After Loss, Turning To Poetry For Grief And Healing

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The Art of Losing
The Art of Losing: Poems of Grief and Healing
Edited by Kevin Young
Hardcover, 336 pages
Bloomsbury USA
List price: $24

Hear Kevin Young read his poems "Bereavement" and "Redemption Song"

After the sudden death of his father, the poet Kevin Young looked for a collection of poems that might speak to his sense of loss. To his surprise, he couldn't find such a collection, so he went to work compiling one. The Art of Losing: Poems of Grief and Healing, Young's anthology, came out earlier this year.

Early in the collection, Young includes a poem, "Funeral Blues" by W.H. Auden, that was read at his father's service. It begins:

Stop all the clocks, cut off the telephone,
Prevent the dog from barking with a juicy bone,
Silence the pianos and with muffled drum
Bring out the coffin, let the mourners come
Let aeroplanes circle moaning overhead
Scribbling on the sky the message He is Dead.

It's that ability — to express a feeling like the one that arrives quickly after the loss of a loved one — that poems like Auden's wield.

"I think that's a real part of grief that we sometimes aren't able to talk about and I think that poetry talks about perhaps better than anything else," Young tells NPR's Renee Montange. "It's able capture a moment, a feeling, perhaps a fleeting feeling, and even make — as that poem does — music out of it."

In a few lines — maybe just a few words — some poems contain feelings that can overwhelm those who have suffered a loss. Stephen Dobyn's poem "Grief" employs a simple metaphor in its opening stanza:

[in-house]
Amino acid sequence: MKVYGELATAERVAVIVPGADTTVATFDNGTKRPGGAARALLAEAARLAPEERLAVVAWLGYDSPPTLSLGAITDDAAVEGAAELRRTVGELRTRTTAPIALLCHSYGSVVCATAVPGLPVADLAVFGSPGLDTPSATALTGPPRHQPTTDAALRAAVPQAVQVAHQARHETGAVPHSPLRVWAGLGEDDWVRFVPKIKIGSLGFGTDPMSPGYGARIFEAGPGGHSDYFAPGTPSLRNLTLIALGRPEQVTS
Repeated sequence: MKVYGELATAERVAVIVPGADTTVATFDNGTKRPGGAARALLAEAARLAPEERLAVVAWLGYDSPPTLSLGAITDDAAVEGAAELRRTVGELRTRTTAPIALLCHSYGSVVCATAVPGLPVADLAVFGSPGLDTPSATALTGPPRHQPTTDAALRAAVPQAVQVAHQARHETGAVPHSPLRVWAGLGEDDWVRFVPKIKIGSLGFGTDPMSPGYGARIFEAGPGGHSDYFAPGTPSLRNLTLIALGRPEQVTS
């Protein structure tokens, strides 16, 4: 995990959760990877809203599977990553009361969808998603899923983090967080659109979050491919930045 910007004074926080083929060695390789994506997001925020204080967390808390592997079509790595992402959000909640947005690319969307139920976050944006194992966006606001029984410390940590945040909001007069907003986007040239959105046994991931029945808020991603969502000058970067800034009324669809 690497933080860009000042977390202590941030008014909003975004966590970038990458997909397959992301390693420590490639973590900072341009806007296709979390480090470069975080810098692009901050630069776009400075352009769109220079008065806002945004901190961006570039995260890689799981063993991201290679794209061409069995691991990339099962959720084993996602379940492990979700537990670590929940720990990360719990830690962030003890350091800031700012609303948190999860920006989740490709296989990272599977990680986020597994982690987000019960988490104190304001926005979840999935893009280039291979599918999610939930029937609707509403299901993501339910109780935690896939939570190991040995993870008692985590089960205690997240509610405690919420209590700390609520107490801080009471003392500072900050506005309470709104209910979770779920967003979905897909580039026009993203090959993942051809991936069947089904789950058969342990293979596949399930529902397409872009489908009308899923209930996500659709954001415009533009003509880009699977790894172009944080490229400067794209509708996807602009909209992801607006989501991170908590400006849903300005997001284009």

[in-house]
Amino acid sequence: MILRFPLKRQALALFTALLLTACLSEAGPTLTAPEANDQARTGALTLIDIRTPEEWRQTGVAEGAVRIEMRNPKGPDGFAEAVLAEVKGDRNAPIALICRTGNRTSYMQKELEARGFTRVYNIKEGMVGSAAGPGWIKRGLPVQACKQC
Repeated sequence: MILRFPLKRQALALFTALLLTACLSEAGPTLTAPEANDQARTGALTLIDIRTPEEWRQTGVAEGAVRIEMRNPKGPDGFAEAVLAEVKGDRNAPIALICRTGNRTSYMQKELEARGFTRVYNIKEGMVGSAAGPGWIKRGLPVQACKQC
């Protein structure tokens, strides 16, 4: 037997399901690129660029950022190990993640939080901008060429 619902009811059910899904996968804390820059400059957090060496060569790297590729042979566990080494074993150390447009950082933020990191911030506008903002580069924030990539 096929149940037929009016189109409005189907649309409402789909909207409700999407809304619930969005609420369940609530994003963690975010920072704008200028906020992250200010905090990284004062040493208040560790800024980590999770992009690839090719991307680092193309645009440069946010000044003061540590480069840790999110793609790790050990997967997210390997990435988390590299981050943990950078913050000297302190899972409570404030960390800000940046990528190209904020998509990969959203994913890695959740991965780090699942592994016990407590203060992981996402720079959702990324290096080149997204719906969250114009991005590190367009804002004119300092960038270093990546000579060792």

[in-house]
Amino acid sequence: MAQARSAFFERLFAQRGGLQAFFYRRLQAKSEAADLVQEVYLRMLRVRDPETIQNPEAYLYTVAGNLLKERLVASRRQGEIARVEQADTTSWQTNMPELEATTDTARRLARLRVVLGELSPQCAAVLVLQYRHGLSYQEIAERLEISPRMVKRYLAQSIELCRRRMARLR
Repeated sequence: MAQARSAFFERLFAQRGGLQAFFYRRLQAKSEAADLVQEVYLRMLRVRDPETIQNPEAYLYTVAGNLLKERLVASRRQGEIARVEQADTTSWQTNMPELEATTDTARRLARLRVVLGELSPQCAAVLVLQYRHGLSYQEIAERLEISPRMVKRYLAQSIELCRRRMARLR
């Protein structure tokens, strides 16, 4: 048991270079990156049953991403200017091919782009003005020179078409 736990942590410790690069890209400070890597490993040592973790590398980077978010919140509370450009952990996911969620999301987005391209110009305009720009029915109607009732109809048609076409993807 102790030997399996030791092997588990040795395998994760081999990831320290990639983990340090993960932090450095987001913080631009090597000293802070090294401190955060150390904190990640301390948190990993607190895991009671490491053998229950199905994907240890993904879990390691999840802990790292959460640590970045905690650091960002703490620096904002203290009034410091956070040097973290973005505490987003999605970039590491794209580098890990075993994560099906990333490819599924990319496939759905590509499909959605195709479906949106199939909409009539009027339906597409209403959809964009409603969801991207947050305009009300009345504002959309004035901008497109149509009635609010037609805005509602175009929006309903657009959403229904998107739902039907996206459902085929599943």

Trying to remember you
is like carrying water
in my hands a long distance
across sand. Somewhere
people are waiting.
They have drunk nothing for days.

Young says the best poems are "precise about a feeling. A poem can be both blunt — it can say it straight out — it also can say, 'Stop all the clocks,' 'Do not go gentle into that good night.' It can plead in a way that we may wish, but we are not able to. And I think that that ability — to be direct and say it full out, but also make music out of it, make metaphor, make meaning — is really what a poem does best."

Kevin Young

Kevin Young has written and edited many collections of poetry. His 2003 collection, Jelly Roll, was a finalist for the National Book Award. Courtesy of the author hide caption

itoggle caption Courtesy of the author

As grief comes in many forms, so do the poems in The Art of Losing, which takes its title from the Elizabeth Bishop poem "One Art" ("The art of losing isn't hard to master ... "). Young includes poems on subjects from the unexpected — like David Wojahn's "Written on the Due Date of a Son Never Born" — to careful preparation, as in Hal Sirowitz's "Remember Me":

Every weekend your mother & I tour cemetery plots,
Father said, the way most people visit model homes.
We have different tastes. I like jutting hills
overlooking traffic, whereas she prefers a bed